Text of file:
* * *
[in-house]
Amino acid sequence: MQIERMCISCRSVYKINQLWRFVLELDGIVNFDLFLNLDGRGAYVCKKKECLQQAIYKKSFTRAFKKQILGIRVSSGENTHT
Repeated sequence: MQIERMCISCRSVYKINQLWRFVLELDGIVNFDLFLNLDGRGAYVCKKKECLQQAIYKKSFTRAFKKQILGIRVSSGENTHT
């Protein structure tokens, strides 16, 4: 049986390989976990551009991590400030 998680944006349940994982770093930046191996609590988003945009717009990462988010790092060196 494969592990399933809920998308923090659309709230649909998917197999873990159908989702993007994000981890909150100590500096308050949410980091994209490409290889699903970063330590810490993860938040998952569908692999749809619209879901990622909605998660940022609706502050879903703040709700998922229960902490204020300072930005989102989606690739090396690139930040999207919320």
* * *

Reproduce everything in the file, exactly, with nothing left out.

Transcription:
[in-house]
Amino acid sequence: MQIERMCISCRSVYKINQLWRFVLELDGIVNFDLFLNLDGRGAYVCKKKECLQQAIYKKSFTRAFKKQILGIRVSSGENTHT
Repeated sequence: MQIERMCISCRSVYKINQLWRFVLELDGIVNFDLFLNLDGRGAYVCKKKECLQQAIYKKSFTRAFKKQILGIRVSSGENTHT
């Protein structure tokens, strides 16, 4: 049986390989976990551009991590400030 998680944006349940994982770093930046191996609590988003945009717009990462988010790092060196 494969592990399933809920998308923090659309709230649909998917197999873990159908989702993007994000981890909150100590500096308050949410980091994209490409290889699903970063330590810490993860938040998952569908692999749809619209879901990622909605998660940022609706502050879903703040709700998922229960902490204020300072930005989102989606690739090396690139930040999207919320």